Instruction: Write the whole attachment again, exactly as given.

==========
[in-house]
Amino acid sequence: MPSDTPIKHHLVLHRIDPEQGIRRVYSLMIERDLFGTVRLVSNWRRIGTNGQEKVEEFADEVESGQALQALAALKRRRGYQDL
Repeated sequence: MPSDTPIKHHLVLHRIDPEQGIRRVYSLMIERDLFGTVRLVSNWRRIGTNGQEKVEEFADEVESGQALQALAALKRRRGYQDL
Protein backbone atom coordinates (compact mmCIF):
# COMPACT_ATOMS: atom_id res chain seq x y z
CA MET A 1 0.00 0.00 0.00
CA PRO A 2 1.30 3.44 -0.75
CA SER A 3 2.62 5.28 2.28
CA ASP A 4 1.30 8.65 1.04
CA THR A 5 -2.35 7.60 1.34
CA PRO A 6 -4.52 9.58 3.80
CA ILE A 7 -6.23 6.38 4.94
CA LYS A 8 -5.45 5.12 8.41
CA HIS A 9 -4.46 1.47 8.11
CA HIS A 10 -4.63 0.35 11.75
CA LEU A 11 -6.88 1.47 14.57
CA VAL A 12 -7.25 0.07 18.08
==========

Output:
[in-house]
Amino acid sequence: MPSDTPIKHHLVLHRIDPEQGIRRVYSLMIERDLFGTVRLVSNWRRIGTNGQEKVEEFADEVESGQALQALAALKRRRGYQDL
Repeated sequence: MPSDTPIKHHLVLHRIDPEQGIRRVYSLMIERDLFGTVRLVSNWRRIGTNGQEKVEEFADEVESGQALQALAALKRRRGYQDL
Protein backbone atom coordinates (compact mmCIF):
# COMPACT_ATOMS: atom_id res chain seq x y z
CA MET A 1 0.00 0.00 0.00
CA PRO A 2 1.30 3.44 -0.75
CA SER A 3 2.62 5.28 2.28
CA ASP A 4 1.30 8.65 1.04
CA THR A 5 -2.35 7.60 1.34
CA PRO A 6 -4.52 9.58 3.80
CA ILE A 7 -6.23 6.38 4.94
CA LYS A 8 -5.45 5.12 8.41
CA HIS A 9 -4.46 1.47 8.11
CA HIS A 10 -4.63 0.35 11.75
CA LEU A 11 -6.88 1.47 14.57
CA VAL A 12 -7.25 0.07 18.08